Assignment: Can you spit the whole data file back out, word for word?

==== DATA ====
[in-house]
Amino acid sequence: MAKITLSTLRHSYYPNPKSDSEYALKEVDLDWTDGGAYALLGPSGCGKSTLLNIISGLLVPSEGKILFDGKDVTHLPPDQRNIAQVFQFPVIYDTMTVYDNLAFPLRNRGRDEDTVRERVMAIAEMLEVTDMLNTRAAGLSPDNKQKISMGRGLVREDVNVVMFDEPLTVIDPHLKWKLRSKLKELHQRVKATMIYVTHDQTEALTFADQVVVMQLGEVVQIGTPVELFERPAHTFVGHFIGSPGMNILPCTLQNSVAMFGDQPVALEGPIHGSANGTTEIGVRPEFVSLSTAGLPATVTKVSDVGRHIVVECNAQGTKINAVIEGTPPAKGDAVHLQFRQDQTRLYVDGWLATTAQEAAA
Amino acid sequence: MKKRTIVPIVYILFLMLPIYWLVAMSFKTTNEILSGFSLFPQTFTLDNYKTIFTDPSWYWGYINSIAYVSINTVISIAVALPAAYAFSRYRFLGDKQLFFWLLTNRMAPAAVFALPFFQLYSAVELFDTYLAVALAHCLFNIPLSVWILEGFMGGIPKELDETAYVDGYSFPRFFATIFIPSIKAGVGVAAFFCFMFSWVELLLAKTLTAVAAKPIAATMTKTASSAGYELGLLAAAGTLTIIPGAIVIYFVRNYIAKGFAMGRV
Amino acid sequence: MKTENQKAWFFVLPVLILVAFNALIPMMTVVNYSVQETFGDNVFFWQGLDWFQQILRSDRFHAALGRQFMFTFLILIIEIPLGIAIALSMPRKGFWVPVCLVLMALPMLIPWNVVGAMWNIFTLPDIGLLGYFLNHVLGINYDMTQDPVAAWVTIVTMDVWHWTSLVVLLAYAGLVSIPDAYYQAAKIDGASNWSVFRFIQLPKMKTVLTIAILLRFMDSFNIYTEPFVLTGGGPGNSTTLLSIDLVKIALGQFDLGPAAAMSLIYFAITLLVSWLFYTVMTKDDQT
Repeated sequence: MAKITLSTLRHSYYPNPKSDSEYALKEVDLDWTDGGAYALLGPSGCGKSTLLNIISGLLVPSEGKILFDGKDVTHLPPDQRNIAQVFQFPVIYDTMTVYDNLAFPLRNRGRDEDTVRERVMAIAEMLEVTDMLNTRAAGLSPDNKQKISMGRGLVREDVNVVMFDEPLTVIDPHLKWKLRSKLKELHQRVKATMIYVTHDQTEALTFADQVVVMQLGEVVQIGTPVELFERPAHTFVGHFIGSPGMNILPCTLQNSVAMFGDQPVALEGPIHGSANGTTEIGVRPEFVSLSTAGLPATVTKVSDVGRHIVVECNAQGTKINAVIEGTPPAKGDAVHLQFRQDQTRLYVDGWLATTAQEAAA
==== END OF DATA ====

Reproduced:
[in-house]
Amino acid sequence: MAKITLSTLRHSYYPNPKSDSEYALKEVDLDWTDGGAYALLGPSGCGKSTLLNIISGLLVPSEGKILFDGKDVTHLPPDQRNIAQVFQFPVIYDTMTVYDNLAFPLRNRGRDEDTVRERVMAIAEMLEVTDMLNTRAAGLSPDNKQKISMGRGLVREDVNVVMFDEPLTVIDPHLKWKLRSKLKELHQRVKATMIYVTHDQTEALTFADQVVVMQLGEVVQIGTPVELFERPAHTFVGHFIGSPGMNILPCTLQNSVAMFGDQPVALEGPIHGSANGTTEIGVRPEFVSLSTAGLPATVTKVSDVGRHIVVECNAQGTKINAVIEGTPPAKGDAVHLQFRQDQTRLYVDGWLATTAQEAAA
Amino acid sequence: MKKRTIVPIVYILFLMLPIYWLVAMSFKTTNEILSGFSLFPQTFTLDNYKTIFTDPSWYWGYINSIAYVSINTVISIAVALPAAYAFSRYRFLGDKQLFFWLLTNRMAPAAVFALPFFQLYSAVELFDTYLAVALAHCLFNIPLSVWILEGFMGGIPKELDETAYVDGYSFPRFFATIFIPSIKAGVGVAAFFCFMFSWVELLLAKTLTAVAAKPIAATMTKTASSAGYELGLLAAAGTLTIIPGAIVIYFVRNYIAKGFAMGRV
Amino acid sequence: MKTENQKAWFFVLPVLILVAFNALIPMMTVVNYSVQETFGDNVFFWQGLDWFQQILRSDRFHAALGRQFMFTFLILIIEIPLGIAIALSMPRKGFWVPVCLVLMALPMLIPWNVVGAMWNIFTLPDIGLLGYFLNHVLGINYDMTQDPVAAWVTIVTMDVWHWTSLVVLLAYAGLVSIPDAYYQAAKIDGASNWSVFRFIQLPKMKTVLTIAILLRFMDSFNIYTEPFVLTGGGPGNSTTLLSIDLVKIALGQFDLGPAAAMSLIYFAITLLVSWLFYTVMTKDDQT
Repeated sequence: MAKITLSTLRHSYYPNPKSDSEYALKEVDLDWTDGGAYALLGPSGCGKSTLLNIISGLLVPSEGKILFDGKDVTHLPPDQRNIAQVFQFPVIYDTMTVYDNLAFPLRNRGRDEDTVRERVMAIAEMLEVTDMLNTRAAGLSPDNKQKISMGRGLVREDVNVVMFDEPLTVIDPHLKWKLRSKLKELHQRVKATMIYVTHDQTEALTFADQVVVMQLGEVVQIGTPVELFERPAHTFVGHFIGSPGMNILPCTLQNSVAMFGDQPVALEGPIHGSANGTTEIGVRPEFVSLSTAGLPATVTKVSDVGRHIVVECNAQGTKINAVIEGTPPAKGDAVHLQFRQDQTRLYVDGWLATTAQEAAA